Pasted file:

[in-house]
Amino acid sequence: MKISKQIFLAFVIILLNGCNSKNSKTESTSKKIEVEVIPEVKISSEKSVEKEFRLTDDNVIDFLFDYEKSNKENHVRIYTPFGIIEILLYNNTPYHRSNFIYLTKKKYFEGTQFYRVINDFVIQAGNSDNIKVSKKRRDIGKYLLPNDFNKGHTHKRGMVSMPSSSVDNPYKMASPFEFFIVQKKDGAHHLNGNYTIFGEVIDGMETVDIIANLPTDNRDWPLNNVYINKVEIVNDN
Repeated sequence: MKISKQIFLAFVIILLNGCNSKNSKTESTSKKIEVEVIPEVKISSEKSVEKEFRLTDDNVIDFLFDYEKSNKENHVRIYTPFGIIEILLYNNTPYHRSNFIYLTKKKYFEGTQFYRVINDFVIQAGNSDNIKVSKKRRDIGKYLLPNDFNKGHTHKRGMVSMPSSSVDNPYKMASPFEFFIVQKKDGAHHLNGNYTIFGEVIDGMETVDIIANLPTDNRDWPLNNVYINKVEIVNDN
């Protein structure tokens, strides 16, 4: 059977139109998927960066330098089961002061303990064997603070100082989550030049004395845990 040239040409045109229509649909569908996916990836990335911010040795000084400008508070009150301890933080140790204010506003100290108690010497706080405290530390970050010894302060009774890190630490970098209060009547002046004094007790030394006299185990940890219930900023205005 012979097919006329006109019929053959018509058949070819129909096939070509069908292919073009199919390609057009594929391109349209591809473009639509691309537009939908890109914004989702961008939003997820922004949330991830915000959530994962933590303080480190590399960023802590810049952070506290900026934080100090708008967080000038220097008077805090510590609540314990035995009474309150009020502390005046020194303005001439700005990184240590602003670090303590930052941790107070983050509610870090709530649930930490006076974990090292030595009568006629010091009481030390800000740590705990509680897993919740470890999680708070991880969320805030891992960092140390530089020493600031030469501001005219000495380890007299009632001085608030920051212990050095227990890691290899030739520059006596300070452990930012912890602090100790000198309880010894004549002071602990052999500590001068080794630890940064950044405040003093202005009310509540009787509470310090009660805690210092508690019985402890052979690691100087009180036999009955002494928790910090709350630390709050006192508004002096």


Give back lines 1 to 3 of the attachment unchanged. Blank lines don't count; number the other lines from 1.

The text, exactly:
[in-house]
Amino acid sequence: MKISKQIFLAFVIILLNGCNSKNSKTESTSKKIEVEVIPEVKISSEKSVEKEFRLTDDNVIDFLFDYEKSNKENHVRIYTPFGIIEILLYNNTPYHRSNFIYLTKKKYFEGTQFYRVINDFVIQAGNSDNIKVSKKRRDIGKYLLPNDFNKGHTHKRGMVSMPSSSVDNPYKMASPFEFFIVQKKDGAHHLNGNYTIFGEVIDGMETVDIIANLPTDNRDWPLNNVYINKVEIVNDN
Repeated sequence: MKISKQIFLAFVIILLNGCNSKNSKTESTSKKIEVEVIPEVKISSEKSVEKEFRLTDDNVIDFLFDYEKSNKENHVRIYTPFGIIEILLYNNTPYHRSNFIYLTKKKYFEGTQFYRVINDFVIQAGNSDNIKVSKKRRDIGKYLLPNDFNKGHTHKRGMVSMPSSSVDNPYKMASPFEFFIVQKKDGAHHLNGNYTIFGEVIDGMETVDIIANLPTDNRDWPLNNVYINKVEIVNDN